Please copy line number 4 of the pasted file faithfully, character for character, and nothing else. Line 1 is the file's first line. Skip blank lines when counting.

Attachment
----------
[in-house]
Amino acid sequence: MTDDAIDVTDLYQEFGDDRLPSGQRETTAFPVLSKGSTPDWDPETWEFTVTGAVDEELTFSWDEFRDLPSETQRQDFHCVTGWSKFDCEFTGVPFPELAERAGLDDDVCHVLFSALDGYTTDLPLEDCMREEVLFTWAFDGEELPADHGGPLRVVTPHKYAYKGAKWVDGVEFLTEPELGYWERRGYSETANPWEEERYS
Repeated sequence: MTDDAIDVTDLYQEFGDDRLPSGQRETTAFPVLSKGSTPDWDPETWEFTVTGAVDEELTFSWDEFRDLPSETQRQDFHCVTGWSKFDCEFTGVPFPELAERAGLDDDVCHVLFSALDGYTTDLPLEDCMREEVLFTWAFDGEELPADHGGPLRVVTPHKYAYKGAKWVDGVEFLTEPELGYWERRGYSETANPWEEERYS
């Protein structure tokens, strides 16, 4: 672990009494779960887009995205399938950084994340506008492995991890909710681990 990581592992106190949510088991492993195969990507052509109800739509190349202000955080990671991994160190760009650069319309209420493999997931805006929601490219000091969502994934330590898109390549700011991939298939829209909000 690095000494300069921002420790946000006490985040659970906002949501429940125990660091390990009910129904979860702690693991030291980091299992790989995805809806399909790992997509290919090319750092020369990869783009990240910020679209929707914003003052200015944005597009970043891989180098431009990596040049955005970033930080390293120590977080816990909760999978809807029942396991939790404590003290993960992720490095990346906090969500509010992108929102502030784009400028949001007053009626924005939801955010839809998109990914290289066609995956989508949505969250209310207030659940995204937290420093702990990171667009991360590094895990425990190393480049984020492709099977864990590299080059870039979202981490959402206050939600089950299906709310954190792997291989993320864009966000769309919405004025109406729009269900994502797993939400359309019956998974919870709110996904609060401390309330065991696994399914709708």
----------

């Protein structure tokens, strides 16, 4: 672990009494779960887009995205399938950084994340506008492995991890909710681990 990581592992106190949510088991492993195969990507052509109800739509190349202000955080990671991994160190760009650069319309209420493999997931805006929601490219000091969502994934330590898109390549700011991939298939829209909000 690095000494300069921002420790946000006490985040659970906002949501429940125990660091390990009910129904979860702690693991030291980091299992790989995805809806399909790992997509290919090319750092020369990869783009990240910020679209929707914003003052200015944005597009970043891989180098431009990596040049955005970033930080390293120590977080816990909760999978809807029942396991939790404590003290993960992720490095990346906090969500509010992108929102502030784009400028949001007053009626924005939801955010839809998109990914290289066609995956989508949505969250209310207030659940995204937290420093702990990171667009991360590094895990425990190393480049984020492709099977864990590299080059870039979202981490959402206050939600089950299906709310954190792997291989993320864009966000769309919405004025109406729009269900994502797993939400359309019956998974919870709110996904609060401390309330065991696994399914709708």